When we moved up here 10 months ago, I made a list of things I wanted to fix in the house within the first year. And I wrote it down because it's really, REALLY easy to just get used to things. "We'll fix that soon" becomes "we've been living with that for five years" very easily for even the most design obsessive folks. One of the things on the list was the doorway between the kitchen and the living room.
Back in February we painted the kitchen, made small bar, and hung our barn door to create a separation. But we called it a day before finishing the saddle and frame. Mostly because we weren't quite sure what to do.
But after 10 months of taking an awkwardly large step over this gaping hole, it was TIME.
The old beam is kinda cool, but the bulbous insulation and inevitable dust bunny collections were not. And while the stratigraphy of the frame fascinates every contractor/carpenter who comes through, we were pretty sick of looking at it.
So what to do?
The previous owners left a big stack a cedar barn siding which we've turned into everything from the Inn's bar to the tables to my desk. Not to mention a TV stand, a nightstand, a day bed.... haha! So naturally, we decided that cedar would do just fine as a frame and saddle.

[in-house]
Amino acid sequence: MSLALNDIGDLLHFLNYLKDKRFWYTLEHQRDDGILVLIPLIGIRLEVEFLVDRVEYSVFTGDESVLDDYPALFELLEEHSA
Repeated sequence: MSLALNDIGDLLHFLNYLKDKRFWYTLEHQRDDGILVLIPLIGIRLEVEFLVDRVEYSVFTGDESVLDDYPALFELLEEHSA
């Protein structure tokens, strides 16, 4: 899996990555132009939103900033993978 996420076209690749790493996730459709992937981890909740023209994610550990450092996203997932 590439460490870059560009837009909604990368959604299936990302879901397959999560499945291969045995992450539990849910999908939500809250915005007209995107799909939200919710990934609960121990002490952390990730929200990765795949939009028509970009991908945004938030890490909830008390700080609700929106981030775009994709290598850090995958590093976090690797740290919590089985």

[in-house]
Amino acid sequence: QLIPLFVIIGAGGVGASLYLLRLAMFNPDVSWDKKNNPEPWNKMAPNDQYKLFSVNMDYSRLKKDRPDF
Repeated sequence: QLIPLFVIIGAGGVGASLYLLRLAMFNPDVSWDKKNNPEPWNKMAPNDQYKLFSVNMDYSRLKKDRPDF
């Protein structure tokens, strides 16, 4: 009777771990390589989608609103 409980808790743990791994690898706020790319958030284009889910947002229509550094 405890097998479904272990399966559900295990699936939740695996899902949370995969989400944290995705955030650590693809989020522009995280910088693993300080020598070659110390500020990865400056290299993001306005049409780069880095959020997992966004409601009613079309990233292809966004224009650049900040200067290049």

Steven measured, cut the pieces, and drilled some guide holes for our screws so as to not split the wood.
And no, it's not exactly traditional to use screws for this kind of thing, but we've got a rustic enough look going on and down the line we might want to remove the wood and use it elsewhere when we do a deeper kitchen renovation.
We started with the top part of the frame.
Moved to the side pieces, several of which we had to notch to fit the irregular shapes going on.
And then fitted the saddle, which involved some "poor man's planing" as Steven called it. Yes, that's his Swiss Army knife.
He added supports since we didn't want the saddle to bend when you stepped on it. They look like they were installed by a 3 year old with a hammer but the erratic placement is actually quite precise to fit the uneven surface.
Steven also decided to add a small bit of trim to the part in the kitchen where the wall otherwise very unevenly meets the frame to finish it off.
I love it, love it, love it. Though it's really kind of bizarre how luxurious having a continuous floor feels. Naturally we keep stepping over it as if the saddle still isn't there. I'm sure we'll happily get used to it soon!
(What is I Love Lamp? This is I Love Lamp.)